Single sheet iron oxides: synthesis and reactivity

Publikation: Bog/antologi/afhandling/rapportPh.d.-afhandlingForskning

Zhou Yin

Two-dimensional (2D) single sheets structure draws much attention due to their novel physicochemical properties distinct from bulk or even nano-sized materials, with opportunities to form highly reactive sorbents, catalysts and to make composites between different single-layer materials. The synthesis of thin sheets of layered double hydroxides (LDHs), or nanosheets, as 2D material, opens a new chapter for exploration of the materials chemistry and applications of metal hydroxides with a brucite-type structure. These nanosheets, which are made of single or a few stacked layers derived from LDH, exhibit specific chemical and physical properties, including superior ionic or electron mobility and high catalytic activity. In this thesis, the synthesis and applications of these LDH nanosheets have been summarized. The synthesis of LDH single sheets can be classified into two approaches: “top-down” and “bottom-up”. The “top-down” approach is the more widely developed method, which is based on delamination of already synthesized LDHs. The “bottom-up” method comprises direct synthesis of the nanosheet materials from solution by creating a physical/chemical micro-environment for oriented growth of single-layered LDH nanosheets. Key factors that control the success of delamination are the electrostatic attraction between the LDH metal hydroxide layers and interlayers, the nature of the interlayer, and properties of the solvent that is used for delamination. By intercalation of surfactants, amino acids or long-chain carboxylates, the electrostatic attractionof the metal hydroxide layer and the interlayer is weakened, and subsequent delamination of LDHs is facilitated. After ion exchange to form propper interlayers, delamination in formamide, butanol, water and other reagents have been reported as a result of osmotic swelling of LDHs caused by the interaction between the interlayer anions and the solvents. Among all the solvents that have been used for delamination, formamide and butanol are the most used solvents. The local order of metal hydroxide layer from the LDHs is inherited directly by the single sheet materials with the random disorder. The application of these LDH single sheets depends on the chemistry and properties of the parent LDHs. Because of their ultrathin thickness and that the surface active sites are fully exposed, some LDH single sheets exhibit superior electron mobility and high catalytic activity. LDH single sheets have been reported to be effective sorbents, catalysts in electrochemical and photochemical reactions, and building thin films together with other nanomaterials for designing new functionalities. Here we focus on the delamination of FeII-FeIII LDHs into single sheet iron oxide (SSI), to study its structure, sorption and electrochemical properties. The present Ph.D. project comprises: (1) Synthesis of the SSI with new insight into its structure and composition. We have developed a method for synthesis of SSIs from the FeII-FeIII LDH (green rust, GR) using surfactant intercalation of preformed GR, followed by aerial oxidation and delamination. The average height of the SSIs from AFM is 1 nm and the lateral dimensions vary from 20 nm to 100 nm. SAED shows a hexagonal pattern with d ≈ 0.28 nm as expected for the diffraction in GR and other Fe-oxides. Chemical analysis, TGA and XPS lead to the SSI composition FeO0.82(OH)1.38· 0.7H2O. For the oxidised, surfactant-intercalated GR and the SSI, pair distribution functions (PDF) from high energy X-ray scattering data demonstrates that there are two distinct interatomic distances for first neighbour Fe-Fe pairs, somewhat similar to the patterns for ferrihydrite and goethite, but in contrast to the single Fe-Fe nearest neighbour distance observed for the unoxidized GR. A modeled structural rearrangement with displacements of Fe atoms vertical to the plane of the original hydroxide layer to form a trilayer structure with Fe polyhedra that are linked via both corner- and edge-sharing, produced a PDF in agreement with the main features of the measured PDF pattern (figure on the couverture). Mössbauer spectroscopy showed that the SSI orders magnetically at 130 K and that the hyperfine parameters are distinct for SSI and different from other Fe-oxides such as ferrihydrite and feroxyhyte. Mössbauer is in general agreement with the model from X-ray scattering. (2) Surface complexation modeling of AsV adsorption onto the SSI. In this work, the sorption of AsV on SSI has been studied as a function of time, loading and pH. The kinetics of arsenate adsorption onto SSI was rapid compared to other iron oxides, reaching equilibrium within 60 minutes. Arsenic sorption and acid-base titration data could be successfully described with a 1pk Basic Stern Model (BSM). The point of zero charge was around 8. The intrinsic surface complexation equilibrium constants (log K) for protonation, deprotonation and interaction with the singly, doubly, and triply coordinated groups of SSI surface were obtained by fitting surface charge density in three electrolyte concentrations (1 mM, 10 mM and 100 mM) using BSM model. For SSI sorption with AsV, the sorption isotherm and sorption envelope were well described by postulating the presence of two bidentate species (non-protonated and protonated), with log K1 27.05 and log K2 31.61, respectively. Distribution of arsenate species on the SSI, the dominant species within pH 3.5-9.5 are bidentate complexes, and the amount of protonated bidentate became abundant at low pH. (3) Electrochemical reduction of chlorinated compounds using an SSI modified electrode. Here, the electrochemical reactivity of SSIs coated on indium tin oxide coated glass electrodes was investigated. Iron on the SSI modified electrode showed a typical Cyclic Voltammetry profile with reversible reduction and oxidation, suggesting the formation of FeII-OH/O-FeIII clusters as that in GRs were formed on the ITO electrode (< 0 V). Trichloroacetic acid (TCAA), perchloroethylene (PCE), trichloroethylene (TCE), tetrachloride (CT) and 4-chlorophenol are used to test the electrocatalytic reactivity of SSI. For TCAA, 27 % could be reduced to dichloroacetic acid within 6 h at a potential of -0.5V (versus Ag/AgCl). However, no measurable reduction of CT, TCE, PCE or 4-CP was observed which may be attributed to the low amount of FeII that is produced in the SSI electrode insufficient to degrade chlorinated compounds, and/or the hindered electron transfer from the electrode to the substrates due to weak or no sorption to the electrode.By giving an insight into the novel structure of SSI, its sorption and electrochemistry properties will be further revealed. The results from this Ph.D. project will give a better understanding for the future application and research of these ultrathin nanosheets.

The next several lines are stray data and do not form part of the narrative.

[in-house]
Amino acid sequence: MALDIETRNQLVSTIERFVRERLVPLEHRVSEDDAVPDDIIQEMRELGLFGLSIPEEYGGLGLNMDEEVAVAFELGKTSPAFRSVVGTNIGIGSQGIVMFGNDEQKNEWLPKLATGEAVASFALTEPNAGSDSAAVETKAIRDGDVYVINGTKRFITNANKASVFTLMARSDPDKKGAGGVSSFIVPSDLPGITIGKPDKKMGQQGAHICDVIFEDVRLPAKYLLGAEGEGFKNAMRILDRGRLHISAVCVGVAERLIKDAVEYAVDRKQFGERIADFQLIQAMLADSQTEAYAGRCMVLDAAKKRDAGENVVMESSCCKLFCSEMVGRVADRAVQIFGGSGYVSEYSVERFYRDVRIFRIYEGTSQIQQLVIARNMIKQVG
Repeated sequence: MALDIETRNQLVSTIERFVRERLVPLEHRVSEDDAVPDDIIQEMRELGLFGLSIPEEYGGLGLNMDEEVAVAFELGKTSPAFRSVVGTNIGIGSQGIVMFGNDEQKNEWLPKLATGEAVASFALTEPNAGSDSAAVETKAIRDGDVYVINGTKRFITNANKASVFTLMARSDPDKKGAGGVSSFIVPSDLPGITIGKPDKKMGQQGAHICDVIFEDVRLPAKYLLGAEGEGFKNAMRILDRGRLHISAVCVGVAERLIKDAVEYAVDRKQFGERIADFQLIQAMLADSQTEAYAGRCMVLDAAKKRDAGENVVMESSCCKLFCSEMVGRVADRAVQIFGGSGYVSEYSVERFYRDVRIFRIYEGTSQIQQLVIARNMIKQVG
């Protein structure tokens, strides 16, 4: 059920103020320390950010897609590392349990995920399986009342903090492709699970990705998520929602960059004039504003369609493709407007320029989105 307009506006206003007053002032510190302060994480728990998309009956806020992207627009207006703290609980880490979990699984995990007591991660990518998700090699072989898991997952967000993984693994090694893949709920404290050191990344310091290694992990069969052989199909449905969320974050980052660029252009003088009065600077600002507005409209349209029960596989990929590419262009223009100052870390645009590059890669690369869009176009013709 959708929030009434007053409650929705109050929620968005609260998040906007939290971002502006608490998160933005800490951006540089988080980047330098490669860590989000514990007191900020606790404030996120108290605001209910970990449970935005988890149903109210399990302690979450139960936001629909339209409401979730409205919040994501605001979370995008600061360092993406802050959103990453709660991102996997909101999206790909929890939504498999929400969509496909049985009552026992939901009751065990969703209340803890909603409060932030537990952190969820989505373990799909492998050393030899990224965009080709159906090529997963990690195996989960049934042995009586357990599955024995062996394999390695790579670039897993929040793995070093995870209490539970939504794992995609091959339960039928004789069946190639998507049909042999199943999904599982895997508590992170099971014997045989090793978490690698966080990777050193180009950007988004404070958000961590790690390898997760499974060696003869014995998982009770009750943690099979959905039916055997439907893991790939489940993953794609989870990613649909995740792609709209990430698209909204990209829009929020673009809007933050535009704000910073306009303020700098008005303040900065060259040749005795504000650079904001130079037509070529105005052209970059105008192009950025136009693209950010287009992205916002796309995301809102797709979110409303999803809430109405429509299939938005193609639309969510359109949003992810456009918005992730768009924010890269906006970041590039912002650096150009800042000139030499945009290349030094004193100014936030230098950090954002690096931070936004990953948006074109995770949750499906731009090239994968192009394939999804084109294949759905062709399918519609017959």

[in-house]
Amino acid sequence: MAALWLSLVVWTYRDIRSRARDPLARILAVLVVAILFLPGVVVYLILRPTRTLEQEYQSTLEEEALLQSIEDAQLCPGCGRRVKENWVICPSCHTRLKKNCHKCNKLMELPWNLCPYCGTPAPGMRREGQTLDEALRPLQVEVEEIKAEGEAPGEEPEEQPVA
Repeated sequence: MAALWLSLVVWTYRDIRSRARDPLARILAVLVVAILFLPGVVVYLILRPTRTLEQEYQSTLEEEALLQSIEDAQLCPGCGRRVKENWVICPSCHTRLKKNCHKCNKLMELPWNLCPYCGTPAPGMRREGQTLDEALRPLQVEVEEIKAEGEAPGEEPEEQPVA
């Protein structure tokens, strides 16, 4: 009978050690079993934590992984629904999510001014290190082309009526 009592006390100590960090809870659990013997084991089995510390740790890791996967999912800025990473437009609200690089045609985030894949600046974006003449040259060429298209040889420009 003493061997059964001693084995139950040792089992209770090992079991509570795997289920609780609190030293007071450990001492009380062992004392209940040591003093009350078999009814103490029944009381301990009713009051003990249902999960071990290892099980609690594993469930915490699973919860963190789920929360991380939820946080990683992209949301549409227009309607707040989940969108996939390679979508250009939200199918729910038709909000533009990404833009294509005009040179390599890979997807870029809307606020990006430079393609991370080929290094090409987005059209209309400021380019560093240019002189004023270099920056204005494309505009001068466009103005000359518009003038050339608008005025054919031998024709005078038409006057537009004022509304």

OriginalsprogEngelsk
ForlagDepartment of Plant and Environmental Sciences, Faculty of Science, University of Copenhagen
StatusUdgivet - 2018

ID: 193511944